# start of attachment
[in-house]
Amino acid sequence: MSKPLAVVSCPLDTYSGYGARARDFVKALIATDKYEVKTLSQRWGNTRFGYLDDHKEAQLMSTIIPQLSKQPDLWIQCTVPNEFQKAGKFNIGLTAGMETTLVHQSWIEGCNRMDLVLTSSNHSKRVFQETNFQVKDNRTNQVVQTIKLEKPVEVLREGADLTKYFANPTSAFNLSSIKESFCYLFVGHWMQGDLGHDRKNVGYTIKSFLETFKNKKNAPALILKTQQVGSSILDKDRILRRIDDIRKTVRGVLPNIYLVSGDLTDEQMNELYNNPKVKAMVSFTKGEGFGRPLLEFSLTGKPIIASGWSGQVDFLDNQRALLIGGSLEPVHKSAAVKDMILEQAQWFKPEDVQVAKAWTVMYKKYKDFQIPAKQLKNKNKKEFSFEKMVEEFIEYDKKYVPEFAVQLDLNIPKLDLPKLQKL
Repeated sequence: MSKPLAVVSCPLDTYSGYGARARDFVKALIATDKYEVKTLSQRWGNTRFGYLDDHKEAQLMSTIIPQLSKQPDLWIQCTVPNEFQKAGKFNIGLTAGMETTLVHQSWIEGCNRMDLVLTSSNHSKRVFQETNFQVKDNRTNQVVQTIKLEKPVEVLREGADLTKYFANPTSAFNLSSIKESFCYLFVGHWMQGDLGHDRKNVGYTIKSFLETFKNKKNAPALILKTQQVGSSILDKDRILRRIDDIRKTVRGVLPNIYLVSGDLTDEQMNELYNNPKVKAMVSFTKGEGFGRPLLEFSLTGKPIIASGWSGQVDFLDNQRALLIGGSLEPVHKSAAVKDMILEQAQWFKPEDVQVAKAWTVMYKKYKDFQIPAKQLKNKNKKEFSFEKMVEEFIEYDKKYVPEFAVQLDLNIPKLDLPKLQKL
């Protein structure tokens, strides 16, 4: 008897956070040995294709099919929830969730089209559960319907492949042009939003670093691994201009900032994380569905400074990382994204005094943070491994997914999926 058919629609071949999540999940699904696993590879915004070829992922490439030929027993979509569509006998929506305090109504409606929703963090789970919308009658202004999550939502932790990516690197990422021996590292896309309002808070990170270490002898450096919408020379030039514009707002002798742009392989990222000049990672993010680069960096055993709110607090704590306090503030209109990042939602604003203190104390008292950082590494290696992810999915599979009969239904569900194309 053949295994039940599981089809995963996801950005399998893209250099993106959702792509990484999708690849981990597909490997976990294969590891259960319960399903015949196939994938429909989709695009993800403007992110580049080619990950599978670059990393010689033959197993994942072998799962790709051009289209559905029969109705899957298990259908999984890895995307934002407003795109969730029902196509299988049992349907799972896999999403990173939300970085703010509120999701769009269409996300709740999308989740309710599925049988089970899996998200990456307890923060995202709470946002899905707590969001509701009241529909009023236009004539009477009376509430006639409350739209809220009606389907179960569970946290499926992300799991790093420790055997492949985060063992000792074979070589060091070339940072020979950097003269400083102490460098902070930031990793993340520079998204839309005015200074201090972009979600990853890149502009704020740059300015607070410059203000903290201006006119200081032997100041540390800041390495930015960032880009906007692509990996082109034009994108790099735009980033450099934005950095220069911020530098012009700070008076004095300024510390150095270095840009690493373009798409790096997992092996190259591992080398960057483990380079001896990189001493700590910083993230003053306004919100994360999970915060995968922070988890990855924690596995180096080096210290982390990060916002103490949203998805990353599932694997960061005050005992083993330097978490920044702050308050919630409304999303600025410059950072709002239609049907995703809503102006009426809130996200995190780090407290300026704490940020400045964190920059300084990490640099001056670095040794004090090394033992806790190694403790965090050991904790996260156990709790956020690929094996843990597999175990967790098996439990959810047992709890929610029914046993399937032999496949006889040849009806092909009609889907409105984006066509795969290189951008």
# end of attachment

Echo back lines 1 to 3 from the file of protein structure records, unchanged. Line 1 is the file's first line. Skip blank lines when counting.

[in-house]
Amino acid sequence: MSKPLAVVSCPLDTYSGYGARARDFVKALIATDKYEVKTLSQRWGNTRFGYLDDHKEAQLMSTIIPQLSKQPDLWIQCTVPNEFQKAGKFNIGLTAGMETTLVHQSWIEGCNRMDLVLTSSNHSKRVFQETNFQVKDNRTNQVVQTIKLEKPVEVLREGADLTKYFANPTSAFNLSSIKESFCYLFVGHWMQGDLGHDRKNVGYTIKSFLETFKNKKNAPALILKTQQVGSSILDKDRILRRIDDIRKTVRGVLPNIYLVSGDLTDEQMNELYNNPKVKAMVSFTKGEGFGRPLLEFSLTGKPIIASGWSGQVDFLDNQRALLIGGSLEPVHKSAAVKDMILEQAQWFKPEDVQVAKAWTVMYKKYKDFQIPAKQLKNKNKKEFSFEKMVEEFIEYDKKYVPEFAVQLDLNIPKLDLPKLQKL
Repeated sequence: MSKPLAVVSCPLDTYSGYGARARDFVKALIATDKYEVKTLSQRWGNTRFGYLDDHKEAQLMSTIIPQLSKQPDLWIQCTVPNEFQKAGKFNIGLTAGMETTLVHQSWIEGCNRMDLVLTSSNHSKRVFQETNFQVKDNRTNQVVQTIKLEKPVEVLREGADLTKYFANPTSAFNLSSIKESFCYLFVGHWMQGDLGHDRKNVGYTIKSFLETFKNKKNAPALILKTQQVGSSILDKDRILRRIDDIRKTVRGVLPNIYLVSGDLTDEQMNELYNNPKVKAMVSFTKGEGFGRPLLEFSLTGKPIIASGWSGQVDFLDNQRALLIGGSLEPVHKSAAVKDMILEQAQWFKPEDVQVAKAWTVMYKKYKDFQIPAKQLKNKNKKEFSFEKMVEEFIEYDKKYVPEFAVQLDLNIPKLDLPKLQKL